There were several groups of men on the grounds but no women that I could see until a couple came in from their round. The model-gorgeous young lady loudly talked about how pleased she was with her 46. Whether that was her score on the front or back nine, I didn’t know. I was sizing her up and observing how attractive she was in her stretchy, black, Nike golf pants and matching jacket. Black is a great choice when you want to look slimmer, but she didn’t need the help. I wondered how she could possibly have been warm with so little to wear.

The only other woman on the course, besides me, looked like an expert—as if she could appear on the cover of Michigan Links Magazine. I compared myself to her and realized my silhouette resembled that of the Pillsbury Doughboy, plump and round. I wore a black sleeveless golf shirt just in case the temperature rose; a long-sleeved pullover because I was pretty sure it would not; and three jackets of varying thicknesses for extra protection.

So, there I was: at a mental disadvantage for golf because I didn’t feel comfortable with my weight, let alone with what I was wearing, and I had never golfed a 46 in my life.

Whether blessing or curse, the sky released a downpour. It wasn’t supposed to rain. Greg and I rushed into the clubhouse to see the storm cell on radar and ask the pro-shop attendant if we could delay our start because of the wet and cold conditions. Ideally, the rain provided me with the opportunity to change my negative mindset and prepare to golf my own best game.

Overly-critical thoughts about ourselves can have disastrous outcomes in golf. Adversaries trash-talk to mess with our heads and destroy our confidence. We shouldn’t crush our own spirits with self-condemnation. Knowing this, however, didn’t prevent me from beating up my real opponent before she had even taken her first swing.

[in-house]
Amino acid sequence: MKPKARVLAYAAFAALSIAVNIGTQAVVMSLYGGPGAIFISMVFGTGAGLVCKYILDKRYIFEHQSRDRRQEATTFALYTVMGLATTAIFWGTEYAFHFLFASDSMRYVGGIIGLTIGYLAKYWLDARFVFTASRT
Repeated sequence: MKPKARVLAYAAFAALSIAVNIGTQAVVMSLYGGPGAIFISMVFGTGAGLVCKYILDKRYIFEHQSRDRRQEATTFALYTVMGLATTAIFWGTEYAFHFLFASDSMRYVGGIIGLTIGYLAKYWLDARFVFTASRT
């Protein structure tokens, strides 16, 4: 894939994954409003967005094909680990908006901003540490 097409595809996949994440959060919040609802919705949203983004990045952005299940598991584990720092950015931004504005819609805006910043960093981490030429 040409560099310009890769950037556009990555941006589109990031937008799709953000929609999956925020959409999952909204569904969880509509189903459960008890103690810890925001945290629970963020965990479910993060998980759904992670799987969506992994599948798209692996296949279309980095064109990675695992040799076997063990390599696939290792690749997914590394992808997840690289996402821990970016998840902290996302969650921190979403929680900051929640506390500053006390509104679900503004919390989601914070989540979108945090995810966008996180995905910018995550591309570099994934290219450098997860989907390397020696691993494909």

Greg and I got a reprieve. The storm cell moved quickly, and there was a half an hour before another group was scheduled to tee-off. With no one pushing us, I expected to be able to relax.

We teed off, and I plowed through first-hole jitters by hitting a decent drive. Still, the ambiance of the exceptional course overwhelmed me. My next shot landed in a seven-foot-deep bunker and I had trouble chipping out. I took a nine on the first hole and berated myself for the embarrassing start. My focus during the next few holes was just as much on the mental battle I was having as it was with the physical trial to strike the ball well.

Once I gained control of my nerves, I began to see good results. The day progressed, layers of clothing came and went, and I shot a 100 for the round. Overall, not bad. I celebrated by buying a black and white, stretchy, athletic jacket and vowing to start my diet the next day.

Golf Truth #3: It takes knowledge of the sport to earn respect from other players. Study.

Even if swinging a club and striking a ball comes naturally, we need to acquaint ourselves with the rules governing play. Otherwise, we won’t make it past the driving range without alienating ourselves from seasoned players. They may forgive innocent mistakes made by beginners, but they have little tolerance for ongoing rudeness.

The Rules of Golf are long and daunting, and I’m not sure anyone knows them all by heart. Even golf’s greatest pros sometimes ask for clarifications from officials. The rules book is commonly tucked into golf bags and pulled out during competitions. But it rarely sees the light of day during more relaxed and friendly rounds.

If we care about the spirit of the game, and we should, we’ll grow in our comprehension of golf’s long history and honor the sport through fair and honest play under all circumstances. Golf’s two governing entities want to make the rules easier for golfers—of all levels—to understand and apply. The United States Golf Association and The R&A hope to achieve this goal by revising the rules. This is a unique opportunity for those of us enamored with the sport to directly influence the game by reading a draft of the proposed rules and providing feedback by August 31, 2017. Our suggestions could be the ones that are settled upon in the finalized rule book, expected to take effect on January 1, 2019.

Golf Truth #4: It takes patience to find the swing and strategy that work best for you. Pace yourself.

Watching a video of me hitting my driver, I was surprised to see how slow my backswing is. I’m tempted to swing faster but worry that I would lose accuracy with the change. It’s not worth that risk to me. There are other areas of my game, like putting, that I can benefit from improving instead of a major overhaul in my long game.